Contact Us: On the prowl for “The New Poverty”
Dennis Chamberlin and I will report to the Register newsroom Monday morning, getting temporary press passes, parking sticker and a work station. Then we will hit the streets, combing the city for “The New Poverty,” in search for Iowans hard-hit by the recession who might never imagined their unemployment or current job situation.
If you live in the Ames-Des Moines area, and have a story to tell, please contact us at email@example.com.
We will be looking for white-collar employees in blue-collar jobs, and the jobless blue-collar workers displaced by them in a zero-sum economy.
We will search them out at fast-food franchises, malls, networking breakfasts, Gray’s Lake Park, shopping malls and all the lonely places from shelters to soup kitchens.
We will investigate the return of Depression-era crimes in counterfeit bills and fake gold coins and document the desperation at “cash for gold” pawn shops and money stores.
We will end up at places we never imagined talking to people we never foresaw, led by the instinctual proboscis, or nose for news, rather than by Google maps.
Moreover, we’re mindful that Thanksgiving is a few weeks away; but Chamberlin and I see no silver lining in this recession, as Gov. Chet Culver has ordered a 10 percent across-the-board cut to state agencies on top of last year’s 15 percent cut, with hundreds of employees yet to be furloughed or fired.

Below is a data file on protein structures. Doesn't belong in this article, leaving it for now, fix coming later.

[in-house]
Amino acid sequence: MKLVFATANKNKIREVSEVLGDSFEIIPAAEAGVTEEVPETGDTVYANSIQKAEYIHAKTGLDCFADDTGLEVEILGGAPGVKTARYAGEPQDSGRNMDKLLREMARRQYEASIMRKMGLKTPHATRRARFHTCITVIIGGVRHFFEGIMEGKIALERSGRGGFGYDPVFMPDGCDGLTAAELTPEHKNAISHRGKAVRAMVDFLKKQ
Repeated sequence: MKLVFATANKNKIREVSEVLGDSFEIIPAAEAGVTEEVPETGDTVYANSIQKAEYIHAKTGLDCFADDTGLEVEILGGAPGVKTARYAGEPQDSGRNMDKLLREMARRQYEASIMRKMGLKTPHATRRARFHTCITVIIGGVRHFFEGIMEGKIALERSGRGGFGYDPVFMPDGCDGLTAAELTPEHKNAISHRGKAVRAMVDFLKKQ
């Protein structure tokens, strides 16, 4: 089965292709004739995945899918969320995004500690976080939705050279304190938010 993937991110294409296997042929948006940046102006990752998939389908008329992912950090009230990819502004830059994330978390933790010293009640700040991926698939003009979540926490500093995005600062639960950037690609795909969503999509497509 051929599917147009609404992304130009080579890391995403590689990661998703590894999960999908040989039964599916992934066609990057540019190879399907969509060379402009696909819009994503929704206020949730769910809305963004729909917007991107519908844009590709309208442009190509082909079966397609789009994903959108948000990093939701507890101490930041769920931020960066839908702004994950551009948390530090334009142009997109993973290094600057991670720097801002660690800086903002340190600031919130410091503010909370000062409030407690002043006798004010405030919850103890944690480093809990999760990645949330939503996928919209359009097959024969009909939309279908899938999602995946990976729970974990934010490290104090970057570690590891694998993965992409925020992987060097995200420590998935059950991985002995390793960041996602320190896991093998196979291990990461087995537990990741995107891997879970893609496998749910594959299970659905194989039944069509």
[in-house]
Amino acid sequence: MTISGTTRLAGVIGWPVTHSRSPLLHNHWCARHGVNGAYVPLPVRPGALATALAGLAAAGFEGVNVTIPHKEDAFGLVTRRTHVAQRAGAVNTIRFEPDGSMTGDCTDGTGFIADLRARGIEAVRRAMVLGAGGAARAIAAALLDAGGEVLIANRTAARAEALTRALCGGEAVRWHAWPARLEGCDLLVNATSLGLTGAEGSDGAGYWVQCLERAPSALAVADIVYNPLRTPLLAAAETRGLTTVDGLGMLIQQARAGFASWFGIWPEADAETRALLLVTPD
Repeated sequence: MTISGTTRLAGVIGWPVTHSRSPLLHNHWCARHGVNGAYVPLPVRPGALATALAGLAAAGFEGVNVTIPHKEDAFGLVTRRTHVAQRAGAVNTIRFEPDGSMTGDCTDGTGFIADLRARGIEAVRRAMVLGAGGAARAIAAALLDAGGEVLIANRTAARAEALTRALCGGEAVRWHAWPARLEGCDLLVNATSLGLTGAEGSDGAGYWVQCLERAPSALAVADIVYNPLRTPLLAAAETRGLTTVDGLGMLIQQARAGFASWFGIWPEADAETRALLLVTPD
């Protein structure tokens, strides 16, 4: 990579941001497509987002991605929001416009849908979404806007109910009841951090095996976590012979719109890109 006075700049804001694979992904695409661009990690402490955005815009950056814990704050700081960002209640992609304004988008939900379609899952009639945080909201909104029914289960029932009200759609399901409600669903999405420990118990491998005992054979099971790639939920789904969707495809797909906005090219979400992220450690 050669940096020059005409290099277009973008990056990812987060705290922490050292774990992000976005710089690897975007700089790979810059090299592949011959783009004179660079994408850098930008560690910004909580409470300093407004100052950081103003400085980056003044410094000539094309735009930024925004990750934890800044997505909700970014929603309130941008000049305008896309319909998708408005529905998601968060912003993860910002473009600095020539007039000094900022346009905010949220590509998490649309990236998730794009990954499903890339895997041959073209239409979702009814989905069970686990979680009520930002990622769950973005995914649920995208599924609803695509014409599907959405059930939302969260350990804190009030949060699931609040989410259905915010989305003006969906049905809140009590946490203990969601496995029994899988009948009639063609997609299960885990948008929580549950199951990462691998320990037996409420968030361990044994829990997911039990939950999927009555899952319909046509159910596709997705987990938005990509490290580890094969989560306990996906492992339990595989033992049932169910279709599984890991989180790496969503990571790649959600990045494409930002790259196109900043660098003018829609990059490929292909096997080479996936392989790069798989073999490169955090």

So do not anticipate from us many “stories of hope” in an otherwise Dickinsonian time with the plague of H1N1 not only infecting residents before the dreaded Plains winter, but whose “swine flu” nickname has devasted the pork-producing industry on whose revenue the state also depends.
Rather, we will try to capture the unique irony of a city and state known for an unflailing work ethic when little work is to be found.
And if we find any silver lining, it just may be in how former white-collar Iowans have rediscovered their servant neighbors after years now of ignoring them while chatting on cells phones in the check-out lanes at Wal-mart, McDonald’s and Wells Fargo, realizing there is an underbelly of disenfranchised somehow overlooked in our pursuit of the upwardly T-mobile good life.
And maybe, just maybe, we’ll help people lose the shame of such plight (because there is none in events beyond our control) and re-embrace the pioneer tenets that made Iowa one of the friendliest, most resilient places in the nation: how much we care about each other.